Medline: 10573683

Oncology Nursing Forum 26(10): 1663-1671, 1999.

The influence of daytime inactivity and nighttime restlessness on cancer-related fatigue.

Berger AM, Farr L

Abstract:

Purpose:

Objectives:
To identify indicators involving circadian activity/rest cycles associated with higher levels of cancer-related fatigue (CRF) during the first three chemotherapy cycles after surgery for stage I/II breast cancer. DESIGN: Prospective, descriptive, repeated measures. SETTING: Midwestern oncology clinics and subjects' homes. SAMPLE: 72 women, ages 33-69 and free of unstable chronic illnesses, entered the study. Complete data were obtained from 30-47 subjects at each time.

Methods:
CRF was measured using the Piper Fatigue Scale at the start and midpoint of each chemotherapy cycle. Circadian activity/rest indicators were obtained using Mini-Motionlogger wrist actigraphs for 96 hours at the start of each treatment and for 72 hours at the midpoint of each chemotherapy cycle. MAIN RESEARCH VARIABLES: Fatigue and circadian activity/rest indicators. FINDINGS: Women who were less active and had increased night awakenings reported higher CRF levels at all three cycle midpoints, with the strongest association being number of night awakenings. During the third chemotherapy cycle, women who were less active during the day, took more naps, and spent more time resting during a 24-hour period experienced higher CRF.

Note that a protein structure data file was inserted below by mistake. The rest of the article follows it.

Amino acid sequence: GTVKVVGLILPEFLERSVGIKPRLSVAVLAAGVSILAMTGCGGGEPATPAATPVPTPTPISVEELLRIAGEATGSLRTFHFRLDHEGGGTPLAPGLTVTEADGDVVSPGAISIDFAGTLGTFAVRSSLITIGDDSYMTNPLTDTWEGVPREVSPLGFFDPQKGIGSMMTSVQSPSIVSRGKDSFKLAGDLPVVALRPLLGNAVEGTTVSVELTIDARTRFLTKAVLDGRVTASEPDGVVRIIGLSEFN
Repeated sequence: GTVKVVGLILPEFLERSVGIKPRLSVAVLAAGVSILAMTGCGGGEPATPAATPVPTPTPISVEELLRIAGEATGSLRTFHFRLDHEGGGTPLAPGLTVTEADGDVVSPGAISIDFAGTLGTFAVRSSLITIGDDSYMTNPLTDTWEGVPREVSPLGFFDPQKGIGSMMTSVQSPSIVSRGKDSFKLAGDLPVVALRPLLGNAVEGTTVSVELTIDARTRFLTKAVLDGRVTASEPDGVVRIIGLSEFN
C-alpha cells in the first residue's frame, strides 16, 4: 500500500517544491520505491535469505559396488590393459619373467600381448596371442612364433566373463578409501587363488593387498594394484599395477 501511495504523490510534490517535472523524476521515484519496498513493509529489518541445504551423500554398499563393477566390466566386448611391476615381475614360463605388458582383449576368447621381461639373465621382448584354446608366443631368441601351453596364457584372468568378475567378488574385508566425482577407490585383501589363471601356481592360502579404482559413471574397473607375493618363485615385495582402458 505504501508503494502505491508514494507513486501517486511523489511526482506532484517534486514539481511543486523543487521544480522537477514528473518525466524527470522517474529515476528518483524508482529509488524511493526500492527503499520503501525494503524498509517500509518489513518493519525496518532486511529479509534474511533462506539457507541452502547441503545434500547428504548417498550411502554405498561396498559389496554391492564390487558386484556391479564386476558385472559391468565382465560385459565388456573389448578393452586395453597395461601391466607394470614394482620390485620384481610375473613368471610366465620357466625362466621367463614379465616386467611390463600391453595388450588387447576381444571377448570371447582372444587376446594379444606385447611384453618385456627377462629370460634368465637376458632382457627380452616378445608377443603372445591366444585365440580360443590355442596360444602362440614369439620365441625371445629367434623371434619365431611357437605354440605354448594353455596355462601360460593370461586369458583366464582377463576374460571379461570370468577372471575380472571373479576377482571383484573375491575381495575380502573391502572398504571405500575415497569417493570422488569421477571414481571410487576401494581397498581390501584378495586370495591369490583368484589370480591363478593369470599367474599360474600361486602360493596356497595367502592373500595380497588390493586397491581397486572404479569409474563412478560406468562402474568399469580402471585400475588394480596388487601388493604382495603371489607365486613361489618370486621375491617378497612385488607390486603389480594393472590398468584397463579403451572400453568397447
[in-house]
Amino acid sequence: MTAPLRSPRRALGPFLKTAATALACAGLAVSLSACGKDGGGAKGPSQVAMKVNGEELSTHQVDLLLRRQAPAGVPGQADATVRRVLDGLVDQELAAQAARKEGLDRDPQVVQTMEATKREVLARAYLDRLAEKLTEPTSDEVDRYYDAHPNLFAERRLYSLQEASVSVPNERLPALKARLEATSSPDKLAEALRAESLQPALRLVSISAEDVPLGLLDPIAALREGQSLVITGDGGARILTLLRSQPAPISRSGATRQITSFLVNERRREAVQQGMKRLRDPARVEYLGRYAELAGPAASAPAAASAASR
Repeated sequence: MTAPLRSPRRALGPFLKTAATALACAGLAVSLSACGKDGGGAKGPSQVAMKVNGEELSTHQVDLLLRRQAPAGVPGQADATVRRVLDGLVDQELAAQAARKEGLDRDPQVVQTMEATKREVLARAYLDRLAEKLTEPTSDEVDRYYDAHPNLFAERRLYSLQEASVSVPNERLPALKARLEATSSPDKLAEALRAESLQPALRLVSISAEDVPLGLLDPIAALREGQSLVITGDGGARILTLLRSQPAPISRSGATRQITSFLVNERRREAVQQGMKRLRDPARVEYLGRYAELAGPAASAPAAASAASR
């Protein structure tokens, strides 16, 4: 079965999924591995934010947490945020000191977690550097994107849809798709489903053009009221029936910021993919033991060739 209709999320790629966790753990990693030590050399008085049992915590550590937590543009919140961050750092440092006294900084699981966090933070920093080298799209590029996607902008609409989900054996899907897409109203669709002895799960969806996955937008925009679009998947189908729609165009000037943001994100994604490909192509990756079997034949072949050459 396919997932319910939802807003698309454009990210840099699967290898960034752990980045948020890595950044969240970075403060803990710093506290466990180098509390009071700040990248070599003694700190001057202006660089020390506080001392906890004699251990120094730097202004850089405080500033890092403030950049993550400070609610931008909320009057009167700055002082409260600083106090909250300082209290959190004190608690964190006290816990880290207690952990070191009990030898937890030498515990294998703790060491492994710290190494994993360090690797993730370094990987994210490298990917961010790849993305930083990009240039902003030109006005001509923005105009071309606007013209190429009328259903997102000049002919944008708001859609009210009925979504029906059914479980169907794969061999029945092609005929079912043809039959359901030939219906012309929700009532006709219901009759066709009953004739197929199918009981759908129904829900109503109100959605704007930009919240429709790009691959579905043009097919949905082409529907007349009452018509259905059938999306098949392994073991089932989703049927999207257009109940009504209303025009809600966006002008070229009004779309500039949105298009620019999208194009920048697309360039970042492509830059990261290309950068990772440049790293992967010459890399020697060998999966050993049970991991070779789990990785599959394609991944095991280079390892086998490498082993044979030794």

Conclusions:
Women whose sleep is disrupted at cycle midpoints are at risk for CRF. The cumulative effects of less daytime activity, more daytime sleep, and night awakenings are associated with higher CRF levels. IMPLICATIONS FOR NURSING PRACTICE: Assessment of CRF and night awakenings at the midpoints of each chemotherapy cycle and development of nursing interventions to promote daytime activity and nighttime rest are key to managing fatigue and preventing loss of biologic rhythmicity.


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